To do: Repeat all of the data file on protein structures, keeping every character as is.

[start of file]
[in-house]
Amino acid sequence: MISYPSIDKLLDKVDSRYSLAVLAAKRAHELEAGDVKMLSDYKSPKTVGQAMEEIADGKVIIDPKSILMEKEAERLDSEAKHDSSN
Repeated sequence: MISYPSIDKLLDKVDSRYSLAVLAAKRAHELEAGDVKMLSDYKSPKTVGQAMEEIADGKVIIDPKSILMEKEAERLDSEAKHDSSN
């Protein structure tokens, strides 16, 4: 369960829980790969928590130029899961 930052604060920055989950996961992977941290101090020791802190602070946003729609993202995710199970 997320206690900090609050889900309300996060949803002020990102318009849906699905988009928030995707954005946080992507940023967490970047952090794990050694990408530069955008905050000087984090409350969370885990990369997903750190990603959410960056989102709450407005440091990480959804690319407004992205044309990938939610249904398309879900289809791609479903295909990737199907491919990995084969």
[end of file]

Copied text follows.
[in-house]
Amino acid sequence: MISYPSIDKLLDKVDSRYSLAVLAAKRAHELEAGDVKMLSDYKSPKTVGQAMEEIADGKVIIDPKSILMEKEAERLDSEAKHDSSN
Repeated sequence: MISYPSIDKLLDKVDSRYSLAVLAAKRAHELEAGDVKMLSDYKSPKTVGQAMEEIADGKVIIDPKSILMEKEAERLDSEAKHDSSN
């Protein structure tokens, strides 16, 4: 369960829980790969928590130029899961 930052604060920055989950996961992977941290101090020791802190602070946003729609993202995710199970 997320206690900090609050889900309300996060949803002020990102318009849906699905988009928030995707954005946080992507940023967490970047952090794990050694990408530069955008905050000087984090409350969370885990990369997903750190990603959410960056989102709450407005440091990480959804690319407004992205044309990938939610249904398309879900289809791609479903295909990737199907491919990995084969």